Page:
Thanks to the Malcolm Gladwell book Outliers, the so-called 10,000 hour rule came into broad use in the areas of achievement and talent. If you’re not familiar with the rule, here’s the gist. Basically, it suggests that it takes 10,000 hours of practice to achieve mastery of something. Tagged on to discussion of the rule is the question of the quality of those hours. There is a body of writing and research related to “deliberate practice”.
Well, according to this article, Gladwell misportrayed the research findings that were the basis for his book. Presenting academic and scientific papers in a mass-market friendly fashion can lead to this. The article goes on to explain the different ways there really is no such thing as a 10,000 rule (see also Peak).
Then there’s the question as to whether lots and lots of deliberate practice is sufficient to be a truly top performer. We as coaches know that’s not the only determining factor. In sports you need the physical attributes. I’m sorry, but if you’re 5’6″ you’re not going to be a hitter on the national team no matter how technically proficient you become at attacking.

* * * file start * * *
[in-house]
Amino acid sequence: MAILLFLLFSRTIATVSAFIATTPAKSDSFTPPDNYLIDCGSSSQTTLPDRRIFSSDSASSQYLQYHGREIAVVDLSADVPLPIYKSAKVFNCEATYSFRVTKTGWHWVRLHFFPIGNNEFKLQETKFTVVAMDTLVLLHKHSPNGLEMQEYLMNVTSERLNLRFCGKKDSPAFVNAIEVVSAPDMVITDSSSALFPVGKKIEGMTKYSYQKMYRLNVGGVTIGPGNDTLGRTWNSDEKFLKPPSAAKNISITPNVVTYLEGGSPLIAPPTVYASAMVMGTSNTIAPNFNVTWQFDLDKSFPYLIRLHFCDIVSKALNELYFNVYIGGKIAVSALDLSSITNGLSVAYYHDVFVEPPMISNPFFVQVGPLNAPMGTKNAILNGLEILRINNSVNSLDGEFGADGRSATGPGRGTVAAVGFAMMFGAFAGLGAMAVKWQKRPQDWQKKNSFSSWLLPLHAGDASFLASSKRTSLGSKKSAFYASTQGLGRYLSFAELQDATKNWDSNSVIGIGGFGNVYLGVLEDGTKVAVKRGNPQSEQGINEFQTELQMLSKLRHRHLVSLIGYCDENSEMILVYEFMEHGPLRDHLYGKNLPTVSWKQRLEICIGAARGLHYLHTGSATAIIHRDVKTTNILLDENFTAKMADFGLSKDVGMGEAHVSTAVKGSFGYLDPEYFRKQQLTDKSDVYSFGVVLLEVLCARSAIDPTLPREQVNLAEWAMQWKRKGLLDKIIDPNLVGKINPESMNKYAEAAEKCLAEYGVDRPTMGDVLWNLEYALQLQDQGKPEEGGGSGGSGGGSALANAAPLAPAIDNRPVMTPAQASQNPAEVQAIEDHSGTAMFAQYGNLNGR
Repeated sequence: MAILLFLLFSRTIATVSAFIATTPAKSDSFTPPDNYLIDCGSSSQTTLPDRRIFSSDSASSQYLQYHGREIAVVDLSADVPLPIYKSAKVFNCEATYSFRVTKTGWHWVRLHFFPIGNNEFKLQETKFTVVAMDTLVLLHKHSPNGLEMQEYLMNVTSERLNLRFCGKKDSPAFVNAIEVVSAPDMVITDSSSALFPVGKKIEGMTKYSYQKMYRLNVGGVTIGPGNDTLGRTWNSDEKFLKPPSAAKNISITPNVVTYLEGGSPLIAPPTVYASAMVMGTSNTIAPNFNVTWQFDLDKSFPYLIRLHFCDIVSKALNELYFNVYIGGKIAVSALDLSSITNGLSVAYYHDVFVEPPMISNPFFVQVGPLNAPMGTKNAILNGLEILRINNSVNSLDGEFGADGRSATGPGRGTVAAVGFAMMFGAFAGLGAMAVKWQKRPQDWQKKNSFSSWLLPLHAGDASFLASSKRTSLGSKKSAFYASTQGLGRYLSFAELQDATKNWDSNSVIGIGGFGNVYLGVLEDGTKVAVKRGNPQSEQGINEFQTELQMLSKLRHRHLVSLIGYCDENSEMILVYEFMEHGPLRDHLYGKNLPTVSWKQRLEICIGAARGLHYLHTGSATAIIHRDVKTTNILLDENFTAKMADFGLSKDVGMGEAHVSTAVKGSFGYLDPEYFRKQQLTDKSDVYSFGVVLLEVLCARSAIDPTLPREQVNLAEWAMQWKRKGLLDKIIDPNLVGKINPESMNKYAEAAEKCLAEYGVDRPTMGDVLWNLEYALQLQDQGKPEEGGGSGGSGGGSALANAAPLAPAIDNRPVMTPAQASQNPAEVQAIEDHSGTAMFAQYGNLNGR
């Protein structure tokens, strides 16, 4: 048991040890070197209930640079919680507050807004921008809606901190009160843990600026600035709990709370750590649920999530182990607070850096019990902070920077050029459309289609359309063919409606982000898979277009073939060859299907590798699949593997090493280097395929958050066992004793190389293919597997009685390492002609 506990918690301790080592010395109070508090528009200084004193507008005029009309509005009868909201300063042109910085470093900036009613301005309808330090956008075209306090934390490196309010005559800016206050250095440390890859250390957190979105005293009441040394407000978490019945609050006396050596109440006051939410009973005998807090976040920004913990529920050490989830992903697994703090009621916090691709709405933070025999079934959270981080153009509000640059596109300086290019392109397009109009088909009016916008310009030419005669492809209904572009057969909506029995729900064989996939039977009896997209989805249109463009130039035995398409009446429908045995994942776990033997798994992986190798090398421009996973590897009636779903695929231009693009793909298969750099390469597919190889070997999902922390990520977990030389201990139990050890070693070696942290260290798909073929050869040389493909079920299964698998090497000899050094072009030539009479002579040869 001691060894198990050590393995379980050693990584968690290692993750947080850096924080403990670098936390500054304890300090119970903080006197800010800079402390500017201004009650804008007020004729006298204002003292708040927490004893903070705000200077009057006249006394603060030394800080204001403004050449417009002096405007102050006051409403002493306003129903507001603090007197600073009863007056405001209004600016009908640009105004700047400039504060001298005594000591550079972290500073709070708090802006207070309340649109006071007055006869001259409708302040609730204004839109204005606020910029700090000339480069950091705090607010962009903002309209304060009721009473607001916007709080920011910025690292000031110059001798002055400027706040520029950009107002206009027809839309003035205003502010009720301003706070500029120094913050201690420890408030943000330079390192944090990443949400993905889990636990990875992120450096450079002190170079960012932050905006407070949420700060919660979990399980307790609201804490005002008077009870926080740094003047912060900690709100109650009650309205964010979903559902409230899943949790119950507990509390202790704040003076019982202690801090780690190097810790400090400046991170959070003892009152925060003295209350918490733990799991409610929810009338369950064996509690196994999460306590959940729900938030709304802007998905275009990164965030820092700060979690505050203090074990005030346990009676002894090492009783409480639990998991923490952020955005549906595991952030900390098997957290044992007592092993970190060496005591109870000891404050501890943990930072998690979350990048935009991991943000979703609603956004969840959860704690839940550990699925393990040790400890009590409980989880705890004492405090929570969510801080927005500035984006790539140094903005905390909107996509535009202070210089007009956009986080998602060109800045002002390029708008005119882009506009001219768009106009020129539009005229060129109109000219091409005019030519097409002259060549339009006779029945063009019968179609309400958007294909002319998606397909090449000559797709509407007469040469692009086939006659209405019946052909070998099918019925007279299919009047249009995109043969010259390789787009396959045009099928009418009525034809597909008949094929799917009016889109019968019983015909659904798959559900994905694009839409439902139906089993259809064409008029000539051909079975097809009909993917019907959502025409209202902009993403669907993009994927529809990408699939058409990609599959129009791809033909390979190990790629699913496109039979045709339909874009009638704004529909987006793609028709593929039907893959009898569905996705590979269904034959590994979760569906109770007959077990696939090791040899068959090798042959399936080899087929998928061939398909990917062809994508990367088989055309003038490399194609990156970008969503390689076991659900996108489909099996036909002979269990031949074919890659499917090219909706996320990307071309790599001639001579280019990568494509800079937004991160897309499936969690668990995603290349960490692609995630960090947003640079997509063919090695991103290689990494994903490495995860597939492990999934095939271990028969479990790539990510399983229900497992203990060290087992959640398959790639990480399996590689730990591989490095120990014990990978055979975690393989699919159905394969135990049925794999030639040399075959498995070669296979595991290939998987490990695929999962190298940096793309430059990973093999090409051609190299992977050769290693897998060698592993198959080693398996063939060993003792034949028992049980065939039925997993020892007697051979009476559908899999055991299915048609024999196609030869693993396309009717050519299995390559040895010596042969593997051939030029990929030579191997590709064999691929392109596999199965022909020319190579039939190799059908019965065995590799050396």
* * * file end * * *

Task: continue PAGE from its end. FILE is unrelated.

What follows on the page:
The authors of the article do say Gladwell was spot on with one thing:
“…becoming accomplished in any field in which there is a well-established history of people working to become experts requires a tremendous amount of effort exerted over many years. It may not require exactly ten thousand hours, but it will take a lot.”
Do you think coaching falls into that category?
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